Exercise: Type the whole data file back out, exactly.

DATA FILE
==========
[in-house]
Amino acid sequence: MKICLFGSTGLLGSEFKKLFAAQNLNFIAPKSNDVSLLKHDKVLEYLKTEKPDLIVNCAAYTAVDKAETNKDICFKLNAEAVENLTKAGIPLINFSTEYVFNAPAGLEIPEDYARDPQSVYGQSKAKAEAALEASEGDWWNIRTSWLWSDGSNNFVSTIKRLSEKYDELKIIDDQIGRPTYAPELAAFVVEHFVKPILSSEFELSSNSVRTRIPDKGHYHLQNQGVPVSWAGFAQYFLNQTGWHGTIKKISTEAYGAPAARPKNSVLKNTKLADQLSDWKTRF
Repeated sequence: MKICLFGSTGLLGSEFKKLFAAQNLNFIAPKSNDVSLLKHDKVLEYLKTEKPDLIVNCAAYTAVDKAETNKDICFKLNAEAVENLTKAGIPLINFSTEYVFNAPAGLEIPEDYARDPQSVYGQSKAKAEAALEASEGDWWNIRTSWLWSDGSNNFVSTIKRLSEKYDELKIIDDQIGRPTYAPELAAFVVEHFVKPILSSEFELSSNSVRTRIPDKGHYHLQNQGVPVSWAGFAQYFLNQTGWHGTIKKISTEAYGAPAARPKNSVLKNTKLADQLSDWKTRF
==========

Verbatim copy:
[in-house]
Amino acid sequence: MKICLFGSTGLLGSEFKKLFAAQNLNFIAPKSNDVSLLKHDKVLEYLKTEKPDLIVNCAAYTAVDKAETNKDICFKLNAEAVENLTKAGIPLINFSTEYVFNAPAGLEIPEDYARDPQSVYGQSKAKAEAALEASEGDWWNIRTSWLWSDGSNNFVSTIKRLSEKYDELKIIDDQIGRPTYAPELAAFVVEHFVKPILSSEFELSSNSVRTRIPDKGHYHLQNQGVPVSWAGFAQYFLNQTGWHGTIKKISTEAYGAPAARPKNSVLKNTKLADQLSDWKTRF
Repeated sequence: MKICLFGSTGLLGSEFKKLFAAQNLNFIAPKSNDVSLLKHDKVLEYLKTEKPDLIVNCAAYTAVDKAETNKDICFKLNAEAVENLTKAGIPLINFSTEYVFNAPAGLEIPEDYARDPQSVYGQSKAKAEAALEASEGDWWNIRTSWLWSDGSNNFVSTIKRLSEKYDELKIIDDQIGRPTYAPELAAFVVEHFVKPILSSEFELSSNSVRTRIPDKGHYHLQNQGVPVSWAGFAQYFLNQTGWHGTIKKISTEAYGAPAARPKNSVLKNTKLADQLSDWKTRF